The nation's 30th annual Earth Day is not going unacknowledged in Augusta. It will be celebrated in exhibitions, competitions, entertainment, food and other family fun events, from 10 a.m. to 2 p.m. today, marking the historic opening of the 1,100-acre, ecologically diverse Phinizy Swamp Nature Park to the general public.
Spokespersons for the Southeastern Natural Sciences Academy, the non-profit group that operates the park on Lock and Dam Road in south Augusta, have nothing but praise for the contributors and volunteers who have done so much the past year to make the Phinizy opening possible.
It's heartening that Augusta area residents, even after 30 years, still have a healthy interest in and appreciation of ecology awareness. But the same can't be said for everywhere.
Nationwide, Earth Day is still celebrated, but not with the gusto or participation of the early years. Perhaps that's because Earth Day -- designed to get Americans involved in cleaning up and preserving the planet's natural environment -- has been a victim of its own success.
The Pacific Research Institute highlights some of those successes:
A 97 percent decline in ambient lead concentrations since 1977.
The 42 percent decline in toxic releases since 1988.
The urbanized use of only 5.6 percent of total U.S. land area.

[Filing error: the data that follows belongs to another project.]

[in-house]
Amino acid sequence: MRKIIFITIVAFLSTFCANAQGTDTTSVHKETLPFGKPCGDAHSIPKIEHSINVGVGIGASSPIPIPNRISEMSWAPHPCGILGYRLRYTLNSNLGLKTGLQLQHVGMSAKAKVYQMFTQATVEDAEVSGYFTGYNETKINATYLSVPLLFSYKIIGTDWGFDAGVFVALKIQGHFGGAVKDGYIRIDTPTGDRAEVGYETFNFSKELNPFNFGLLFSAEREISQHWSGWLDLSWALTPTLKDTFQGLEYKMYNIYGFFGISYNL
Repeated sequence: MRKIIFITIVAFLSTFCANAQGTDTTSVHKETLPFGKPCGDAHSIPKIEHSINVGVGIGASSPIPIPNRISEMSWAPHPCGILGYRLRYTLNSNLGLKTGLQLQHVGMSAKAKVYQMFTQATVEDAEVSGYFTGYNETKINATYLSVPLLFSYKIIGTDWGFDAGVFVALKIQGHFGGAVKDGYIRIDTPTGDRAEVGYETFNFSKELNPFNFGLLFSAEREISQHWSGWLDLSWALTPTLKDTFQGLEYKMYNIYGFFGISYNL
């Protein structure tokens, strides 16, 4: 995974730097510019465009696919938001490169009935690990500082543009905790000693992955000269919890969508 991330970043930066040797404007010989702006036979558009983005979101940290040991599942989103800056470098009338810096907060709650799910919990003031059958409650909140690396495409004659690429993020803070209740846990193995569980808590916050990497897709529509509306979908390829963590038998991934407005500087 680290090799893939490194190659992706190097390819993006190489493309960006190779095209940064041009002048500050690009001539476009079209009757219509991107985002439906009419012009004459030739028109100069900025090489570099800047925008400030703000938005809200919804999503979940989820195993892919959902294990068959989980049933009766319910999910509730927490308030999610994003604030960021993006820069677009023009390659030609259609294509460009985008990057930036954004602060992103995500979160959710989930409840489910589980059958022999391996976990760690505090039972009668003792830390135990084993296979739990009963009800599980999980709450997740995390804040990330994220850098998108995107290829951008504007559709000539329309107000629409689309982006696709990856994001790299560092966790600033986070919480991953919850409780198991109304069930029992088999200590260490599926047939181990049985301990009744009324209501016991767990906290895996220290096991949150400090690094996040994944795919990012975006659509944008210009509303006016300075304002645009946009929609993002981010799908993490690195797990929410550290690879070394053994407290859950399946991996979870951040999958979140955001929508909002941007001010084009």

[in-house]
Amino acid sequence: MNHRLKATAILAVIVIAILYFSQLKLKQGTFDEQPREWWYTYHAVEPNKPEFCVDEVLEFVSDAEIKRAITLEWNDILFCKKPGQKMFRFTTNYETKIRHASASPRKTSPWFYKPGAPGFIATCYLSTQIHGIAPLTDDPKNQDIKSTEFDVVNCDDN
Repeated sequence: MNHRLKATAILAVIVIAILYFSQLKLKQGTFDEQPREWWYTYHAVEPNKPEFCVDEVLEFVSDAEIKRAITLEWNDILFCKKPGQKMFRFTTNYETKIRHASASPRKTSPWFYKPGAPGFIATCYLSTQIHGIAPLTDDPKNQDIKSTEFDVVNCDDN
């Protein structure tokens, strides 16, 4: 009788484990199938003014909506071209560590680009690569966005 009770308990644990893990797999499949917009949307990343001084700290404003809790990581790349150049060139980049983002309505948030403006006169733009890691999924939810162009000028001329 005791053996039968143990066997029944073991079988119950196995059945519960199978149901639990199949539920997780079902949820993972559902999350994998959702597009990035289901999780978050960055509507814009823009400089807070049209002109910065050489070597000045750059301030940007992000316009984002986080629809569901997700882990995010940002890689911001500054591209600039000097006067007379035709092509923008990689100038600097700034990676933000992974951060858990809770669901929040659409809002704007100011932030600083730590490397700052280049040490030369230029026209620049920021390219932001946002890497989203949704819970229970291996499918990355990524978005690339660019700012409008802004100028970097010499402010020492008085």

The decline in soil erosion by about 40 million tons every year.
Annual increases, since the first Earth Day, in forest land in the U.S. and other industrialized nations.
Ecological achievements over three decades have prompted historians to note that environmentalism has taken its place as one of the nation's preeminent social movements, along with abolitionism, women's suffrage, labor and civil rights.
Of course, this also means it has not been without controversy -- and today the environmental movement is more controversial than ever. With its most visible battles won, it's now wandering into areas that are murky, and where success may not even be welcome.
For instance, what's the public to make of global warming? Is it caused by industrial development or Mother Nature? Indeed, is it a real phenomena or just a weather quirk?
Who knows? But what is known is that global warming and other recent environmental proposals are creating opportunities for power-hungry government bureaucrats to draft Draconian rules which can negatively (and needlessly) impact the economy, affecting the lives of every American.
If environmentalism becomes a vehicle to further build up the regulatory state, it will surely lose its public appeal. Yet this doesn't haven't to be.
Prestigious ecologist Steve Haywood, author of the Index of Leading Environmental Indicators, says that sustaining the planet should come from decentralizing environmental regulations, assigning property rights to environmental goods, and producing better systems for monitoring and assessing environmental progress.
Haywood's suggested reforms are not only good for the environment, they're also good for the economy -- and for individual freedom. Improving the environment does not have to force Americans to surrender their personal or economic liberties.